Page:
Archive for March, 2015

Hot Spots in NYC as Chosen by Our Own LSI Students

Tuesday, March 10th, 2015

NYC is a place where you can find anything—from opera uptown, to experimental performance art in the East Village, to a hockey game at Madison Square Garden, to a carnival on the beach on Coney Island—and everything in between! The difficult thing about NYC is not finding something to do, but finding time to do it all. It’s always good to come to this diverse, vibrant city with an idea of what you would like to see and do. We asked our student body for some tips on fun and memorable places to go, and things to do. Here ‘s their list …

Top restaurants: Students recommended a few great restaurants in NYC. First was a restaurant right in our building, EET. It’s located on the 3rd floor, and it’s a great place to get a quick, healthy, delicious lunch before afternoon classes, or a latte or kombucha at break time.  Students also are crazy about Shake Shack, a chain burger joint that has locations all throughout the city. They are best known for their milkshakes, as you may have guessed by the name. Another special mention was Momo’s Sushi Shack in Bushwick, Brooklyn. If you are a foodie who likes creative, modern takes on Japanese food, Momo’s Sushi Shack is the place for you.
Top night spots: Students were all about rooftop bars and clubs! Drinking, socializing and dancing in the open air, with a unforgettable view of the New York City skyline at night, was recommended by many students. There were a couple of specific places they suggested: The Top of The Rock was the main one, which is located on the rooftop of Rockefeller Center. Other honorable mentions were PhD rooftop, 230 Rooftop, and the Boom Boom Room at the Standard Hotel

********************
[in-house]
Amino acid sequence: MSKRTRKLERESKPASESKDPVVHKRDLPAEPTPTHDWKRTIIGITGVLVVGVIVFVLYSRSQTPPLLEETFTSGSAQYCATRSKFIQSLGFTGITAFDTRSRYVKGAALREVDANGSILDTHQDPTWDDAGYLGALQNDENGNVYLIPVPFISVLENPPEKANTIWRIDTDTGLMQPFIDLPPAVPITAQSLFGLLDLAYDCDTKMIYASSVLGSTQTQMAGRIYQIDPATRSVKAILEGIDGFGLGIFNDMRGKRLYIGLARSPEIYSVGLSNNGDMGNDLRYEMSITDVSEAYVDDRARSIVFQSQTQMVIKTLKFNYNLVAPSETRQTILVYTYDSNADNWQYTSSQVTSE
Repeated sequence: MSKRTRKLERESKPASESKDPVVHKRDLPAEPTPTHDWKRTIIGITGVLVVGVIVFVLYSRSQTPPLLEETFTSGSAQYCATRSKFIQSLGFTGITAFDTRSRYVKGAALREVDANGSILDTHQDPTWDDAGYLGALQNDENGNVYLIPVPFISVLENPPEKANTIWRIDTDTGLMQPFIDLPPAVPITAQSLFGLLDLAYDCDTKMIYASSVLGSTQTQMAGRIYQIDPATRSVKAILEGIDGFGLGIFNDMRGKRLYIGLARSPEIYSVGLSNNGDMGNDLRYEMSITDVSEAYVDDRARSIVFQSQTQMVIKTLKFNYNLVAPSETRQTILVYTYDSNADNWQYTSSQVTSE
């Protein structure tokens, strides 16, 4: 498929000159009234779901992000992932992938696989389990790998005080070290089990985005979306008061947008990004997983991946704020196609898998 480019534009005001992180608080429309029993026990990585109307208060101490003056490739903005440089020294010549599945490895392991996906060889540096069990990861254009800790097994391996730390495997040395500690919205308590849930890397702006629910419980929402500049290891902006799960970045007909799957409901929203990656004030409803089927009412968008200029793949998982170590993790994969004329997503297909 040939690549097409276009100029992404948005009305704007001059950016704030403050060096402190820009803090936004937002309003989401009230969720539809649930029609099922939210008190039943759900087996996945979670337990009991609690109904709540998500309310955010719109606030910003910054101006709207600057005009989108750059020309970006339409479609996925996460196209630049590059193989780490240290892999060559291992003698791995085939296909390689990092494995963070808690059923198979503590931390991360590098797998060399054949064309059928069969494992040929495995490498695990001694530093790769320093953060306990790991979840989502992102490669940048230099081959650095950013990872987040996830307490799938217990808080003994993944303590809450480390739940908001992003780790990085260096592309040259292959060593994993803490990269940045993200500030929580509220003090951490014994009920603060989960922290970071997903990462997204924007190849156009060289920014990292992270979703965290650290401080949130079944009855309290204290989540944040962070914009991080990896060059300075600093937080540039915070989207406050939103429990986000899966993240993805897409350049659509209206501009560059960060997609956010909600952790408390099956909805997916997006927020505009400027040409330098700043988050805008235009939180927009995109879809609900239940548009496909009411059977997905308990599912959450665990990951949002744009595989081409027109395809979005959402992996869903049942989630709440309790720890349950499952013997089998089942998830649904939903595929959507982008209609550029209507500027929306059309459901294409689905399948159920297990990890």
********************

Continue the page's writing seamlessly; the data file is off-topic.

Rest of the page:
Top places to shop:  The Blue Lagoon. LSI NY is located in the heart of Soho, a neighborhood which offers endless shopping opportunities, with boutiques from top designers like Maison Martin Margiela, Alexander Wang, Chanel, and Ralph Lauren right around the corner. Century 21, a downtown boutique in the Financial District, received top marks from students who like designer clothes and accessories at markdown prices. For students who like to travel farther for even lower prices, Woodbury Commons, an outlet mall in New Jersey, is the best place to go—you can take a bus from 42nd street and 8th avenue for $5. And for students who prefer treasure-hunting for vintage or secondhand clothing, Beacon’s Closet is the place to go, with multiple locations in Manhattan and Brooklyn..